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COVID cases and hospitalizations continue to fall slowly in Nebraska

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Nebraska posted 3,980 new cases in the week ending Friday, down 12% from the previous week. But in some parts of the state, transmission levels are still so high that new surges are possible.

New cases of COVID-19 and hospitalizations because of the virus continued to fall in Nebraska last week, marking a second week of declining cases in the state.

But those numbers are dropping slowly. In some parts of the state, both new cases and transmission levels are still so high — and vaccination rates are so low — that new surges are possible.

Nebraska posted 3,980 new cases in the week ending Friday, down 12% from the previous week and 25% from a month ago, according to a World-Herald analysis of Centers for Disease Control and Prevention data. The continued decline is a sign that the delta variant may have peaked in Nebraska.

As of Monday, the state has reported a pandemic total of 276,817 COVID-19 cases.

Nationally, all but half a dozen states saw declining cases last week. Case counts are now running about 86,000 a week, down about 50% since delta numbers peaked in early September.

Dr. Mark Rupp, chief of the University of Nebraska Medical Center’s infectious diseases division, said declining case counts are exactly what health officials want to see, although he would prefer to see a steeper decline.

“We could speed that up by having higher vaccination rates,” he said. “But it’s way too early for us to declare the game won and the pandemic over.”

It’s still possible to see a resurgence in cases, Rupp said. It’s also possible to see a new variant of the coronavirus emerge that could cause a new wave.

What health officials are worried about is a variant that can evade current defenses.

“Then, unfortunately, we’re kind of back to square one,” he said.

Hospitalizations related to COVID-19 are also falling in Nebraska. The average of 381 Nebraskans hospitalized with the virus last week was down 7% from the previous week.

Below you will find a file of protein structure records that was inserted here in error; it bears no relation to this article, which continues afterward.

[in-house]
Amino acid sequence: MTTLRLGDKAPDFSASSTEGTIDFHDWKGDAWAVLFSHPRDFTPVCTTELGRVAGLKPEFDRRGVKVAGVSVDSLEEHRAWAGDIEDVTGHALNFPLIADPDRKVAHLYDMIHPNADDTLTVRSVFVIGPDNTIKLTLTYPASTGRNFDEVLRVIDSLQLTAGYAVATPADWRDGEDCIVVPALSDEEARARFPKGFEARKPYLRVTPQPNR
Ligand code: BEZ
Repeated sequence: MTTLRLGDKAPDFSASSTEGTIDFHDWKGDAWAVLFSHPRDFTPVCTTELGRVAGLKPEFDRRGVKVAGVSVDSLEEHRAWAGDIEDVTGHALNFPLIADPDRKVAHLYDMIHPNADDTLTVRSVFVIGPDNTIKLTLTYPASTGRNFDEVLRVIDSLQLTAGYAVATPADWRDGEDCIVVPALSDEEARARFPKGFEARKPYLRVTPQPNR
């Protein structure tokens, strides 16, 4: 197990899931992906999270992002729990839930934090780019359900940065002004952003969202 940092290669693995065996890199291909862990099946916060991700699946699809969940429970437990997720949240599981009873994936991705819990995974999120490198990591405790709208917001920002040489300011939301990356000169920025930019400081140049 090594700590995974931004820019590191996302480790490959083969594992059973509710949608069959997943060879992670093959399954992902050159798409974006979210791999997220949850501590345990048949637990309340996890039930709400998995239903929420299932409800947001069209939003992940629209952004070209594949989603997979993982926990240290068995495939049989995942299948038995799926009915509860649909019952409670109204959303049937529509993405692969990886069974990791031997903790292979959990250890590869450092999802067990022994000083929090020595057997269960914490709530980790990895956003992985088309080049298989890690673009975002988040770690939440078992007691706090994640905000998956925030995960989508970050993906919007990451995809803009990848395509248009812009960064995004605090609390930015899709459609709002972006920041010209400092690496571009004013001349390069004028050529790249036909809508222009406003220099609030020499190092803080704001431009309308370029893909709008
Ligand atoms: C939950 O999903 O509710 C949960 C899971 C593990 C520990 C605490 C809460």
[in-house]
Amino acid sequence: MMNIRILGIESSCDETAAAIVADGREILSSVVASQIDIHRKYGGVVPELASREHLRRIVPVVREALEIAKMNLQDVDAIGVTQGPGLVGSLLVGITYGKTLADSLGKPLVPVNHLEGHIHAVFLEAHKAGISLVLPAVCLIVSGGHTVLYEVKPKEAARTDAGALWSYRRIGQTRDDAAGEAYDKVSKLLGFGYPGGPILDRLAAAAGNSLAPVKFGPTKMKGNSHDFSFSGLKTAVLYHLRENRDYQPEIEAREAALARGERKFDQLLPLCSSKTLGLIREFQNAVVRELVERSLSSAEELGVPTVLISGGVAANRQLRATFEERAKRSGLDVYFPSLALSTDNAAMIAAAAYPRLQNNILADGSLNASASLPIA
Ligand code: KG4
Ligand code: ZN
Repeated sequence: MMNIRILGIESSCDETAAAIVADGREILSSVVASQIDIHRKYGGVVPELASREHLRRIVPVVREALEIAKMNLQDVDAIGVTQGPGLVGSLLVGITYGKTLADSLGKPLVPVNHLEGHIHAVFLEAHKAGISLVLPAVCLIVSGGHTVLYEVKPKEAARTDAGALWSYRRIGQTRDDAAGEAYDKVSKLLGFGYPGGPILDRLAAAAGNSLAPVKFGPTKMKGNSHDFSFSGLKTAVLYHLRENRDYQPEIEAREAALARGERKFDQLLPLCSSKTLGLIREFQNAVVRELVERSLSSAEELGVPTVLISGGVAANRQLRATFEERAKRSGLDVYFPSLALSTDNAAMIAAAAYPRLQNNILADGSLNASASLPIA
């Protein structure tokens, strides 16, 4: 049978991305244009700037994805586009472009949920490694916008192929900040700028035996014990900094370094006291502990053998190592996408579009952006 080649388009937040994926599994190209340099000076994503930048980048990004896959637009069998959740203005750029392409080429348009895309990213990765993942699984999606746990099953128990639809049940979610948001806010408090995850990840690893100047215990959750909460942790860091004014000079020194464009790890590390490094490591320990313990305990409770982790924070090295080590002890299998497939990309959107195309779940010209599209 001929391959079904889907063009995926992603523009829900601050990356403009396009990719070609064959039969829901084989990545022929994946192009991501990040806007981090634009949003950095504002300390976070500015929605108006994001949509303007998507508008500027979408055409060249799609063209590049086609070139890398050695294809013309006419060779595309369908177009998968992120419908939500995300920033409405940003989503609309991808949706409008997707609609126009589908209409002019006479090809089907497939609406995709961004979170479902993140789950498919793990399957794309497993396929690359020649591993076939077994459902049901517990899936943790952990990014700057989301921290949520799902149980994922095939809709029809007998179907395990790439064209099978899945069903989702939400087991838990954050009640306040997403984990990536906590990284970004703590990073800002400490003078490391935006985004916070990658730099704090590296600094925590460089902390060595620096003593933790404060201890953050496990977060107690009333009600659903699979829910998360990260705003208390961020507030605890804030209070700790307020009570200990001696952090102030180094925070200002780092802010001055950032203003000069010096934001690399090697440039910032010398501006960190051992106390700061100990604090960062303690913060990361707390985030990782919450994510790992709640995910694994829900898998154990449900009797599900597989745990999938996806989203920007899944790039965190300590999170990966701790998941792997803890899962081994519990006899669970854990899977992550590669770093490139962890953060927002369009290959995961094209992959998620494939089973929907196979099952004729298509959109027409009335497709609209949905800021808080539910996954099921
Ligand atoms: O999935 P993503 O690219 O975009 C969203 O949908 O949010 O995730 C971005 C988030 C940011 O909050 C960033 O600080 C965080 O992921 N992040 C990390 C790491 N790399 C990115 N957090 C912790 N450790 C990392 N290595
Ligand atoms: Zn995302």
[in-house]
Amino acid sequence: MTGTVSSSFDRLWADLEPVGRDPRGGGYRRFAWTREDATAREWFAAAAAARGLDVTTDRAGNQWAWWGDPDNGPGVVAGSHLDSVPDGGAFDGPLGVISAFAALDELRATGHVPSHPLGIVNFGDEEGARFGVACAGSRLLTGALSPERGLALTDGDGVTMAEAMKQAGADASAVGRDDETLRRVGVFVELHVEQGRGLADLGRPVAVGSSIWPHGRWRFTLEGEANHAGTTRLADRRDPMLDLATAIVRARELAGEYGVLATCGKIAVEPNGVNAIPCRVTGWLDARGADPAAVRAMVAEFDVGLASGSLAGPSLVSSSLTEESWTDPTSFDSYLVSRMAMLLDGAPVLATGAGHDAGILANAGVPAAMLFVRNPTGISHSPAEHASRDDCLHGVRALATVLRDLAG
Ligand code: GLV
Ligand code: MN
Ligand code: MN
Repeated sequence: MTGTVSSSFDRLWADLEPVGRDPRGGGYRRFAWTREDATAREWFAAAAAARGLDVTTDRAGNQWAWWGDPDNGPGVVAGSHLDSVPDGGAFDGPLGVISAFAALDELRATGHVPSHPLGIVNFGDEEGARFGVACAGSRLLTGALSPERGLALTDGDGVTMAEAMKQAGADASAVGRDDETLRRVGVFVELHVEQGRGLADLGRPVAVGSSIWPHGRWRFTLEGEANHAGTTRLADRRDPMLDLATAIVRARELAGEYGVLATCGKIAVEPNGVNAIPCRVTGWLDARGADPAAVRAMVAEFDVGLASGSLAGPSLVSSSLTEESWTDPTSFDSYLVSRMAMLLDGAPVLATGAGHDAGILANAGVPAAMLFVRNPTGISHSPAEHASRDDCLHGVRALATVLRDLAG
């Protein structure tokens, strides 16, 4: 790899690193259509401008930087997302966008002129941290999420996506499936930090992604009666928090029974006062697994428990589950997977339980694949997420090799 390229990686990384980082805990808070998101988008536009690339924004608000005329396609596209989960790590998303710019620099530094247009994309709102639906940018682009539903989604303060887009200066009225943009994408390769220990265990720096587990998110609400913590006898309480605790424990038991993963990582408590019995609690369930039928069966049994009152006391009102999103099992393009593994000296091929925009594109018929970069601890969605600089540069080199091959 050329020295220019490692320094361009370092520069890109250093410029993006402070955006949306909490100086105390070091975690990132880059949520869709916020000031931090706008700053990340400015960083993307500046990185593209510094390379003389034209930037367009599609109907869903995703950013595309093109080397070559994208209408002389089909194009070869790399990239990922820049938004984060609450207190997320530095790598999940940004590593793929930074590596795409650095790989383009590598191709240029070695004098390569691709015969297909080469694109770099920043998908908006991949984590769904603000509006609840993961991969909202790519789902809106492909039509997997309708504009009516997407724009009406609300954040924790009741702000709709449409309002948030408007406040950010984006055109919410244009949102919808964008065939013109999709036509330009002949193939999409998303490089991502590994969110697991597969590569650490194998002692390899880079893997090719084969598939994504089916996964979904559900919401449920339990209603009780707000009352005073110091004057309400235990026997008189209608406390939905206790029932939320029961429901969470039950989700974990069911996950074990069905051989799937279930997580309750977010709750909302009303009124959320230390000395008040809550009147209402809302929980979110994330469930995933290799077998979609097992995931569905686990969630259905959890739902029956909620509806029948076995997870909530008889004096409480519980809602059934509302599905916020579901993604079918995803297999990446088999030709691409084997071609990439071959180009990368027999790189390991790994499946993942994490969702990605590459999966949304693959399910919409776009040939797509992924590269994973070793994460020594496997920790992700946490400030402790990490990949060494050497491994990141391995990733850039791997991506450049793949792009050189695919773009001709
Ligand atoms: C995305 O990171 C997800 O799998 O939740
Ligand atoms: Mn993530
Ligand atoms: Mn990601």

Rupp said hospitalizations are a better indicator of virus trends than case counts. He has some concerns that testing may not be as widely employed as it should be, meaning that some COVID-19 cases may be missed.

Nebraska also recorded 43 deaths last week, giving the state its deadliest week since mid-February, before vaccines were widely available. The tally also pushed the state’s pandemic death count to almost 2,900.

Deaths are often reported in clusters as they’re verified by health officials. But that doesn’t negate the fact that most of the state’s coronavirus-related deaths and hospitalizations are occurring among those who aren’t fully vaccinated. CDC data indicates that unvaccinated people are about 18 times more likely to end up in a hospital than those who have been fully vaccinated.

The Nebraska Department of Health and Human Services reported in late September that 92% of infections since Jan. 1 had occurred in people who weren’t fully vaccinated. Similarly, 94% of hospitalizations and 95% of deaths were in people not fully vaccinated.

From Jan. 1 to Oct. 13, the agency reported, 301 fully vaccinated people had been hospitalized in the state, compared with 3,403 who were not fully vaccinated. Similarly, 83 deaths occurred among fully vaccinated people, compared with 922 among those who were not fully vaccinated.

In addition, some of those hospitalizations and deaths involved vaccinated people who are elderly, have an underlying health condition or take medications that suppress their immune systems.

Colin Powell, the nation’s first Black secretary of state and chairman of the Joint Chiefs of Staff, died Monday of complications of COVID-19 despite being fully vaccinated. But Powell, who was 84, had also recently been treated for multiple myeloma, a blood cancer that impairs the body’s ability to fight infections and to respond well to vaccines.

Rupp said the fact that some people don’t respond as well to the vaccines is the reason that the Food and Drug Administration has approved booster doses for people at greater risk from the virus — those over 65, those with compromised immune systems and those who have occupational risks.

Some, even with that third dose, may not get a protective antibody response if their immune systems aren’t primed to respond, he said.

But for most people, the vaccines continue to offer a good level of protection from hospitalization and death.

“This is an example of why it is that we want everyone else in society to get vaccinated, so we can provide a cocoon of protection around people who are vulnerable and may not respond to the vaccine,” Rupp said. “That’s why everybody has to do their part to protect one another.”

Only 55.6% of Nebraskans are fully vaccinated, a figure below the 57% national rate. Vaccination rates continue to inch up very slowly in the state. In the past two weeks, 15,000 Nebraskans have joined the 1,075,000 who have been fully vaccinated.

Rupp said health officials are hopeful that the state can win out over the virus by giving more vaccine shots and continuing to reduce the amount of virus circulating.

Case counts continue to fall in the state’s three most populous counties — Douglas, Sarpy and Lancaster.

Most Nebraska counties remain in the CDC’s high transmission category.

This report includes material from the Associated Press.

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